Finance Minister, Ken Ofori-Atta

The government beat the cost of its Treasury bills down significantly, securing ¢6.15 billion from the latest auction, about 121.6% oversubscription.

It however accepted ¢4.52 billion of the bids from the investors, largely banks.

According to results from the Bank of Ghana, the government reduced the pricing of the short term instruments from 35% to a yield of 24.16% for the 91-day T-bills.

However, that of the 182-day and 364-day bills were sold at 26.55% and 27.54% respectively.

The results further indicate that the 91-day T-bill received bids worth ¢2.73 billion. However, the government accepted ¢1.16 billion.

For the 182-day bills, the bids tendered were estimated at ¢1.526 billion. ¢1.16 billon was however accepted by the government.

The bids tendered for the 364-day bill was also valued at ¢1.886 billion. Government, however, accepted ¢1.882 billion.

The government on Friday, March 3, 2023, rejected all the bids for the short term securities, after raising concerns about the increasing debt service burden at the current rates. The rates were hovering around 35%.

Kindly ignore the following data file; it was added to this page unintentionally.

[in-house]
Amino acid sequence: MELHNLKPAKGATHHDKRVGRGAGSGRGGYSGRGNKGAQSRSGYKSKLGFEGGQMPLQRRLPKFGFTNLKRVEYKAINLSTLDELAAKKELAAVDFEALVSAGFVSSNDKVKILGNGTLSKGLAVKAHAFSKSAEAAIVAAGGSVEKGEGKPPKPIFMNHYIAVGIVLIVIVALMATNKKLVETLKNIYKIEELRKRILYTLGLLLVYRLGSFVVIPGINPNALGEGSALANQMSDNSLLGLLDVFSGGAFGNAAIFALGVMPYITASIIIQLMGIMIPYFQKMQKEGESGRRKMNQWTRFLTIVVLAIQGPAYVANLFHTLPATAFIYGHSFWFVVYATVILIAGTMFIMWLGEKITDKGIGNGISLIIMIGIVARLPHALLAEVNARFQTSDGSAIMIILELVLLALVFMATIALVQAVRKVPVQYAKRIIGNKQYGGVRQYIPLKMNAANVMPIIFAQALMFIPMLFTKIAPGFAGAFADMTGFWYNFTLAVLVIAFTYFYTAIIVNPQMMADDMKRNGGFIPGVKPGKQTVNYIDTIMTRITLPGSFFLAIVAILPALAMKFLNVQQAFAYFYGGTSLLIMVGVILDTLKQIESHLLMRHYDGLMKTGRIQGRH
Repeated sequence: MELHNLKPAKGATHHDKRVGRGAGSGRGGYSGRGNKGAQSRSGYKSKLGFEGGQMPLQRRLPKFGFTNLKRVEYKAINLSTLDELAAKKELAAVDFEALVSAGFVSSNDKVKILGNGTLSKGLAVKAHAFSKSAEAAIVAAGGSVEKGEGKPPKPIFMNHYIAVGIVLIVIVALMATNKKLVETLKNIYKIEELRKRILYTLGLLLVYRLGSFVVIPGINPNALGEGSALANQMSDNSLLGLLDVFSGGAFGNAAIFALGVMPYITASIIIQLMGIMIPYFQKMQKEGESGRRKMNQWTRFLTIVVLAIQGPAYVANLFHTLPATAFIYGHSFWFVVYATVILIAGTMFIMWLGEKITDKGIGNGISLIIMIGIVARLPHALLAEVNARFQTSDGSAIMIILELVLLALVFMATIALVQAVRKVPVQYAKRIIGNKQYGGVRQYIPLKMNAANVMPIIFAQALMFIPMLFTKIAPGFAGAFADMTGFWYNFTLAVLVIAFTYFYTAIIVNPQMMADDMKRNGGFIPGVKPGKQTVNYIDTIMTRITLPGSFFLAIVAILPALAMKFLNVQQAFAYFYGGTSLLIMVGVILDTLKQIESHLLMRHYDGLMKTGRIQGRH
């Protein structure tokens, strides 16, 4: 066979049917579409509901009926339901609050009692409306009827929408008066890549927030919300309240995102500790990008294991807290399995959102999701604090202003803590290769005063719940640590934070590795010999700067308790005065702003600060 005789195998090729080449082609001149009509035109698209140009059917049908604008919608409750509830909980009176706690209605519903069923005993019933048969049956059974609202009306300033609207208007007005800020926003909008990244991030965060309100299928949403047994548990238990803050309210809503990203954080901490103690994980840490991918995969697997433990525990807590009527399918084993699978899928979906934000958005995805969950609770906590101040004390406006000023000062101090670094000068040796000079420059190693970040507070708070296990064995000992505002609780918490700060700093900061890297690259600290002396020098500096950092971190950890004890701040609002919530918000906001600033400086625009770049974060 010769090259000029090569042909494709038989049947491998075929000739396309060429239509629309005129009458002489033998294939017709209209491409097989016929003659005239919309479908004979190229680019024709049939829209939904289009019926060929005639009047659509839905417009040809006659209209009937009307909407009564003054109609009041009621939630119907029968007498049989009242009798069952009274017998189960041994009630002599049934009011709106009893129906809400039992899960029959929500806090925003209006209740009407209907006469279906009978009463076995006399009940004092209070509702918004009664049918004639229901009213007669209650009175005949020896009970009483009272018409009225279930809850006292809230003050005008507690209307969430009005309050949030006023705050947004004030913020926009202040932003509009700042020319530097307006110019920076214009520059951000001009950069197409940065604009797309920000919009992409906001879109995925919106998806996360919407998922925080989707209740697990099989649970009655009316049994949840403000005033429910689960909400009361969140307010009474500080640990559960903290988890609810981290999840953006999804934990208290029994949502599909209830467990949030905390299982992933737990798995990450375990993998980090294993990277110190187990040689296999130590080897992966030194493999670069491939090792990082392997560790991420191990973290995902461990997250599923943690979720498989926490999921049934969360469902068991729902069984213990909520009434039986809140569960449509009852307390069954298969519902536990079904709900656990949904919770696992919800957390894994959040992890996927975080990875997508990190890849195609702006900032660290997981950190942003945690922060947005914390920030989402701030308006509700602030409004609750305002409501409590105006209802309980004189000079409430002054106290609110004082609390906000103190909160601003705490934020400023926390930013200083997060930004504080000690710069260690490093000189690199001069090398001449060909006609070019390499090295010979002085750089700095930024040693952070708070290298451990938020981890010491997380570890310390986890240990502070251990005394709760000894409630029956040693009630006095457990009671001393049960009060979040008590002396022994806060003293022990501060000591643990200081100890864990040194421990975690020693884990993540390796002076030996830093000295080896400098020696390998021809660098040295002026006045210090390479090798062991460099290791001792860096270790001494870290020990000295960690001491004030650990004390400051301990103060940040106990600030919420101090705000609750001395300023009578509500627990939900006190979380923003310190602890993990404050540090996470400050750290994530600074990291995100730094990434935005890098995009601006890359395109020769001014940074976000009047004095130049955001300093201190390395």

It therefore reopened the tender for the auction yesterday March 7, 2023.

Importantly, the interest costs for the instruments have gone down significantly. This will consequently help reduce the total interest servicing of the short term securities going forward.

SecuritiesBids Tendered (GH¢)Bids Accepted (GH¢)
91-day2.73bn1.47bn
182-day1.52bn1.16bn
364-day1.88bn1.88bn
   
Total6.152bn4.52bn
Target2.77bn 

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DISCLAIMER: The Views, Comments, Opinions, Contributions and Statements made by Readers and Contributors on this platform do not necessarily represent the views or policy of Multimedia Group Limited.